Some of you might be familiar with Dan Ariely, the behavioural scientist. Ariely contracted Hepatitis C about 20 years ago. Left untreated, patients with Hepatitis C would eventually suffer from liver cirrhosis (basically the complete wearing out of the liver), with a real possibility of death. At that time, the treatment for Hepatitis C was the drug Interferon, which had massive side-effects - headaches, nausea, vomiting, shivering, lasting for almost a day. And it was not a one-off;  Interferon had to be injected 3 times a week, over many months. 

But surely people can bear the horrible side-effects knowing that it would save their lives? After all, what's more important than... living? As it turns out, no. Ariely was the only patient in his batch who managed to finish the entire course of Interferon.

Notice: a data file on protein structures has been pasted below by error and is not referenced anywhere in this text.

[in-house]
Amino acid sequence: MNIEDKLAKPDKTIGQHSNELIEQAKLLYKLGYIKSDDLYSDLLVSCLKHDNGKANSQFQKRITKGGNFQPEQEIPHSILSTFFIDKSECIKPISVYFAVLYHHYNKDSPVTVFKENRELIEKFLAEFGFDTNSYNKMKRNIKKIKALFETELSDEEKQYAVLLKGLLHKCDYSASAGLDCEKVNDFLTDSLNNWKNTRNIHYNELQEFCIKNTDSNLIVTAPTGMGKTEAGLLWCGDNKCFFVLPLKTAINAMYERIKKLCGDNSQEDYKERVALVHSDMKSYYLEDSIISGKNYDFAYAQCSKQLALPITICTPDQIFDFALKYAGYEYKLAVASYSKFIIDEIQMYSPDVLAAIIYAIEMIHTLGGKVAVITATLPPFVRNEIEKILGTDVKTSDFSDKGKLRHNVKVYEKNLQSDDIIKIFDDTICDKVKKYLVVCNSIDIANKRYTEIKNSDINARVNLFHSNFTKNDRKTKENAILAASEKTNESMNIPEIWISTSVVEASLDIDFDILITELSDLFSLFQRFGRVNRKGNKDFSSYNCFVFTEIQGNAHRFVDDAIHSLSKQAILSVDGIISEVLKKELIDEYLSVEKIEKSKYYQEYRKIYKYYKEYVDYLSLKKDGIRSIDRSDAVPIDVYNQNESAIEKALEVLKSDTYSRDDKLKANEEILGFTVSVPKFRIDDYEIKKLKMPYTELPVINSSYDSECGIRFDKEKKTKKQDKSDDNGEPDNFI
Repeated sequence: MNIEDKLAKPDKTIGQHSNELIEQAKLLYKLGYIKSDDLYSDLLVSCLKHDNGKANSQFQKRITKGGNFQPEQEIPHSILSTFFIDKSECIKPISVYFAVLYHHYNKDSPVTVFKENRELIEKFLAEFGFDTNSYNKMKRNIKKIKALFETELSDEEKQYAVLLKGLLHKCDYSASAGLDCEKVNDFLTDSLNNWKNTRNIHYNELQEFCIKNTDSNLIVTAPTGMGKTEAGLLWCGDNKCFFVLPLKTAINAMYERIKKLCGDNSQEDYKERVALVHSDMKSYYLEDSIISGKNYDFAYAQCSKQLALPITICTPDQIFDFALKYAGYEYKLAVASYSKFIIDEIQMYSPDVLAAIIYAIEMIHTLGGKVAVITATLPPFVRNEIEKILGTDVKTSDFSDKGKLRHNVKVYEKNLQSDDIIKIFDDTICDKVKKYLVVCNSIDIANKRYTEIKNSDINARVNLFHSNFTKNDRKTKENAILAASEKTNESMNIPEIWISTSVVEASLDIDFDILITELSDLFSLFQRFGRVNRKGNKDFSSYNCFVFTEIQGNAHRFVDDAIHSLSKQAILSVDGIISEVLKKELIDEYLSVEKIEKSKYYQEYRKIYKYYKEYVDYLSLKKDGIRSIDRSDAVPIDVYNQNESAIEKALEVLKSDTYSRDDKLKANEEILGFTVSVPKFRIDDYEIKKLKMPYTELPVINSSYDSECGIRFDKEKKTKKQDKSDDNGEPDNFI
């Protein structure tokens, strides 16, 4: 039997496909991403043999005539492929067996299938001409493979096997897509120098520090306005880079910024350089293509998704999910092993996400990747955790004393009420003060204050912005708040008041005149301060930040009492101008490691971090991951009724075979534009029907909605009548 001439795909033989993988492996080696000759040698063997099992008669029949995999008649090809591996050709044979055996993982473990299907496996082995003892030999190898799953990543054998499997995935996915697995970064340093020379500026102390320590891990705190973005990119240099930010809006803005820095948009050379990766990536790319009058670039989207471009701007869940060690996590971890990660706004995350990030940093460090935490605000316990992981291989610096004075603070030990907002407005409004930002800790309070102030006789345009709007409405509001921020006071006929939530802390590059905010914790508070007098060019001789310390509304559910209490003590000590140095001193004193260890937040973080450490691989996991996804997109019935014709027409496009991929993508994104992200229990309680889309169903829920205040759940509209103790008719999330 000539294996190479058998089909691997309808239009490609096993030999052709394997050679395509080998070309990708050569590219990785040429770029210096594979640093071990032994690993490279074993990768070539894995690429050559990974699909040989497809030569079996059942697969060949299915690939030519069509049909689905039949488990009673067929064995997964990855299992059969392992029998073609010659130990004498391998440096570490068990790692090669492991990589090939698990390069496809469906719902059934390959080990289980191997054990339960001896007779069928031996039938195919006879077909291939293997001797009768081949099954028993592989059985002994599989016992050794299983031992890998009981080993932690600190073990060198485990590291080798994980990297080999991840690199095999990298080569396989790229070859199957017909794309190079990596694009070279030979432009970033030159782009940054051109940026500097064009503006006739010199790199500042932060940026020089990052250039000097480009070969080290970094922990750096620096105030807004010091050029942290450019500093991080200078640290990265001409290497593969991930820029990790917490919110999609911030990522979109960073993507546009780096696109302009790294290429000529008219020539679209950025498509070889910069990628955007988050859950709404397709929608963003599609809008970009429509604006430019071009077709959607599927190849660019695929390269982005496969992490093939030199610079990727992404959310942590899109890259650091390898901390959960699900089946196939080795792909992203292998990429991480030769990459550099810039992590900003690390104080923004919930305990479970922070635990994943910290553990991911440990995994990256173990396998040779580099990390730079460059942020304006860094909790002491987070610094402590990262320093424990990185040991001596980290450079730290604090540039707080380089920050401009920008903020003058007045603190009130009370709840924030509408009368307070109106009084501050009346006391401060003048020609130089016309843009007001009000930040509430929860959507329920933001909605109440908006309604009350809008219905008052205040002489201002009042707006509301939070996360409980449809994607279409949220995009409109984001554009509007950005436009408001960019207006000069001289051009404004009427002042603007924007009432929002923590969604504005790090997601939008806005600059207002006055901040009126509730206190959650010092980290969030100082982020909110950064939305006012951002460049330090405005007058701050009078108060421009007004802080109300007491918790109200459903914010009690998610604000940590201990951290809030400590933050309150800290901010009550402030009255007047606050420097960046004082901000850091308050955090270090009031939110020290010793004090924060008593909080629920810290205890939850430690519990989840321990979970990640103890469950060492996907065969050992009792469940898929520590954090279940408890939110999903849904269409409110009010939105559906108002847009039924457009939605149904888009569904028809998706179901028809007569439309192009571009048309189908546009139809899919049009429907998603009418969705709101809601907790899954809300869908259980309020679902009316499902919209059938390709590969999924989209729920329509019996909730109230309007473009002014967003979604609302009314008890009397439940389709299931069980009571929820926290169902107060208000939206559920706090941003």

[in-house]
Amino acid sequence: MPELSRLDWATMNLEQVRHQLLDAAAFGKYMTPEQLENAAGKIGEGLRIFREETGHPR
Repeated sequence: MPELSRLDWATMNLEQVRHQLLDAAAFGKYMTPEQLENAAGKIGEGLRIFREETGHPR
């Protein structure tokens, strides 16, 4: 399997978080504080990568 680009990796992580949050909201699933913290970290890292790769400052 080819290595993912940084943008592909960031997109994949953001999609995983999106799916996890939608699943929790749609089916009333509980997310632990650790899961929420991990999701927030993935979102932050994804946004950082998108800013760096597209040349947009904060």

Even at the risk of dying, people couldn't bear the short-term pain of the drug's side effects.

 

So did Ariely possess extraordinary willpower to be able to finish the course despite the painful side-effects? Again, no. It was not willpower. Ariely was a big fan of movies, though he typically had no time to watch them. After being diagnosed with Hepatitis C, Ariely would go and rent a movie on the days he had to inject himself. An hour before injection, he would start playing the movie. In other words, he "reward substituted". Obviously, the real reward of him regularly taking medication was that he would stay alive and healthy. It's just that the reward seems so far away, while the pain was immediate. So Ariely introduced (i.e. substituted) a more immediate reward - being able to enjoy a movie.